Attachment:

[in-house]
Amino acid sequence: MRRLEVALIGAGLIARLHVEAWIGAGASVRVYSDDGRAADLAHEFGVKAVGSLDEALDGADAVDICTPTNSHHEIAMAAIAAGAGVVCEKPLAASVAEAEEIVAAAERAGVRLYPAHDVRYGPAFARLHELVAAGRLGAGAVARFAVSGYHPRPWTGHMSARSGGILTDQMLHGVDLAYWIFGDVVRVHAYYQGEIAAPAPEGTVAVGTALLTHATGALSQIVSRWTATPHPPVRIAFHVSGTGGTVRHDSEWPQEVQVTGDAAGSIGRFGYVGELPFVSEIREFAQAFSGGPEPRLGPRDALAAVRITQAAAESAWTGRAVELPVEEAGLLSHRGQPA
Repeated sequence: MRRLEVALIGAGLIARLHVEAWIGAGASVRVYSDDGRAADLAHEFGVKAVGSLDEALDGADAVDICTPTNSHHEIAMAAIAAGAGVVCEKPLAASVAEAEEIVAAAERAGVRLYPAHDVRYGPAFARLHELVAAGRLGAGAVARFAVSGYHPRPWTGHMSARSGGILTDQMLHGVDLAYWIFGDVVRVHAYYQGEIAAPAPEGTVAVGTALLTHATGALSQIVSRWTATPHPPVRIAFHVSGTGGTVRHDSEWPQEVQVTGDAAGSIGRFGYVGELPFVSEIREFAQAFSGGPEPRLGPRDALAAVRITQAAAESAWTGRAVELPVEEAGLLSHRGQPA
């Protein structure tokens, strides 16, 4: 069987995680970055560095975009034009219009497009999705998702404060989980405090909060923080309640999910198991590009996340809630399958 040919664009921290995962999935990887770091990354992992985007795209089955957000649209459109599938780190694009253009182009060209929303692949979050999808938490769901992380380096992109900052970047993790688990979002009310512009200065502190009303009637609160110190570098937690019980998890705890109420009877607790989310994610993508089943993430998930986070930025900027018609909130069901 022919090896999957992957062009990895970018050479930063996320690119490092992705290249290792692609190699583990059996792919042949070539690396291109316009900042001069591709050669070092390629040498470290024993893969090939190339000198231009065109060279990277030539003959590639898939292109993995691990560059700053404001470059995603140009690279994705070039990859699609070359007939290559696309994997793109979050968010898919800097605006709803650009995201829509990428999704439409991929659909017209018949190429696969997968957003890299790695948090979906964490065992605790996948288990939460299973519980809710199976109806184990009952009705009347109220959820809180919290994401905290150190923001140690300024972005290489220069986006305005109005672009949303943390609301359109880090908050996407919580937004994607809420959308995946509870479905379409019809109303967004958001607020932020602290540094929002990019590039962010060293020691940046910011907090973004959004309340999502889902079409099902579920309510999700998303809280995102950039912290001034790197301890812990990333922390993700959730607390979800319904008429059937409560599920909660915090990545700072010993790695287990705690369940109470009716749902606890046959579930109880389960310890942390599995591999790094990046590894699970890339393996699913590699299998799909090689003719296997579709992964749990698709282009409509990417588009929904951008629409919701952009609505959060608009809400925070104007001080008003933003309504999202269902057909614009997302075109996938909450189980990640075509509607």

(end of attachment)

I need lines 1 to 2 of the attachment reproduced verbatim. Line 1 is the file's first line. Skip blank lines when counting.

[in-house]
Amino acid sequence: MRRLEVALIGAGLIARLHVEAWIGAGASVRVYSDDGRAADLAHEFGVKAVGSLDEALDGADAVDICTPTNSHHEIAMAAIAAGAGVVCEKPLAASVAEAEEIVAAAERAGVRLYPAHDVRYGPAFARLHELVAAGRLGAGAVARFAVSGYHPRPWTGHMSARSGGILTDQMLHGVDLAYWIFGDVVRVHAYYQGEIAAPAPEGTVAVGTALLTHATGALSQIVSRWTATPHPPVRIAFHVSGTGGTVRHDSEWPQEVQVTGDAAGSIGRFGYVGELPFVSEIREFAQAFSGGPEPRLGPRDALAAVRITQAAAESAWTGRAVELPVEEAGLLSHRGQPA